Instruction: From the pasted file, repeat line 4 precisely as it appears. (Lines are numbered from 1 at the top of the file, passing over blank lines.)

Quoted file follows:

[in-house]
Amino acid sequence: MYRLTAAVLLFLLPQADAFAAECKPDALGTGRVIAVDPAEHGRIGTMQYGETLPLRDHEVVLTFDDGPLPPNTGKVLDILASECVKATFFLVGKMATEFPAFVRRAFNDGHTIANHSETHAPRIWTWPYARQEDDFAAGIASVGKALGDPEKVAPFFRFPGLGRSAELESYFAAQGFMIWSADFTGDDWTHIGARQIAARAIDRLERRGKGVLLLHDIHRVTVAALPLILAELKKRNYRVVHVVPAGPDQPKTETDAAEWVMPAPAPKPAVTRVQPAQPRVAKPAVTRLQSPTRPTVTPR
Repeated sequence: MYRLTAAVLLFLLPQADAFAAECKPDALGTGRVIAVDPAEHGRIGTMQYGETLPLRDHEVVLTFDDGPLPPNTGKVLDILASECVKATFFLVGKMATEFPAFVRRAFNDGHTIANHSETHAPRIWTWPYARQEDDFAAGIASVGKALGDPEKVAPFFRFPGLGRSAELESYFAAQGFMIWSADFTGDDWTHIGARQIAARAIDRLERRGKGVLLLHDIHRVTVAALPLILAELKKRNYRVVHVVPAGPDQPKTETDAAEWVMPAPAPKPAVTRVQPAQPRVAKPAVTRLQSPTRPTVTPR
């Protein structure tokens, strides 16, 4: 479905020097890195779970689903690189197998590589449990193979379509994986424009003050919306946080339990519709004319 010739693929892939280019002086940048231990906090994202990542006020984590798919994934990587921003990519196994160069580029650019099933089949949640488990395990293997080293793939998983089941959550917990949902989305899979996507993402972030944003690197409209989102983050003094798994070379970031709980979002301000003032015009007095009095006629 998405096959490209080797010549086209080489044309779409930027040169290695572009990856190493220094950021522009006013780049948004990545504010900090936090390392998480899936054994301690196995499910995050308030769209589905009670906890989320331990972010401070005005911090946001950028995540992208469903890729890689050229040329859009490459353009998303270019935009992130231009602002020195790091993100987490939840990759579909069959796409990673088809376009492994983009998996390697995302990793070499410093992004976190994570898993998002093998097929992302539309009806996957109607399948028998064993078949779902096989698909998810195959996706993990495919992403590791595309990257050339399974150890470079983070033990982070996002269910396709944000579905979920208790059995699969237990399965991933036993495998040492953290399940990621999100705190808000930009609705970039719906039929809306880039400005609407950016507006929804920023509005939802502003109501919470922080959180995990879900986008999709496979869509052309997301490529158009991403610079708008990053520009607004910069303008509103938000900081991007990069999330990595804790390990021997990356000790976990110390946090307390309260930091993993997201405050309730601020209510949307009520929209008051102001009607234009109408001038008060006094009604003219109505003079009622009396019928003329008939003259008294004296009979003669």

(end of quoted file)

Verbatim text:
């Protein structure tokens, strides 16, 4: 479905020097890195779970689903690189197998590589449990193979379509994986424009003050919306946080339990519709004319 010739693929892939280019002086940048231990906090994202990542006020984590798919994934990587921003990519196994160069580029650019099933089949949640488990395990293997080293793939998983089941959550917990949902989305899979996507993402972030944003690197409209989102983050003094798994070379970031709980979002301000003032015009007095009095006629 998405096959490209080797010549086209080489044309779409930027040169290695572009990856190493220094950021522009006013780049948004990545504010900090936090390392998480899936054994301690196995499910995050308030769209589905009670906890989320331990972010401070005005911090946001950028995540992208469903890729890689050229040329859009490459353009998303270019935009992130231009602002020195790091993100987490939840990759579909069959796409990673088809376009492994983009998996390697995302990793070499410093992004976190994570898993998002093998097929992302539309009806996957109607399948028998064993078949779902096989698909998810195959996706993990495919992403590791595309990257050339399974150890470079983070033990982070996002269910396709944000579905979920208790059995699969237990399965991933036993495998040492953290399940990621999100705190808000930009609705970039719906039929809306880039400005609407950016507006929804920023509005939802502003109501919470922080959180995990879900986008999709496979869509052309997301490529158009991403610079708008990053520009607004910069303008509103938000900081991007990069999330990595804790390990021997990356000790976990110390946090307390309260930091993993997201405050309730601020209510949307009520929209008051102001009607234009109408001038008060006094009604003219109505003079009622009396019928003329008939003259008294004296009979003669």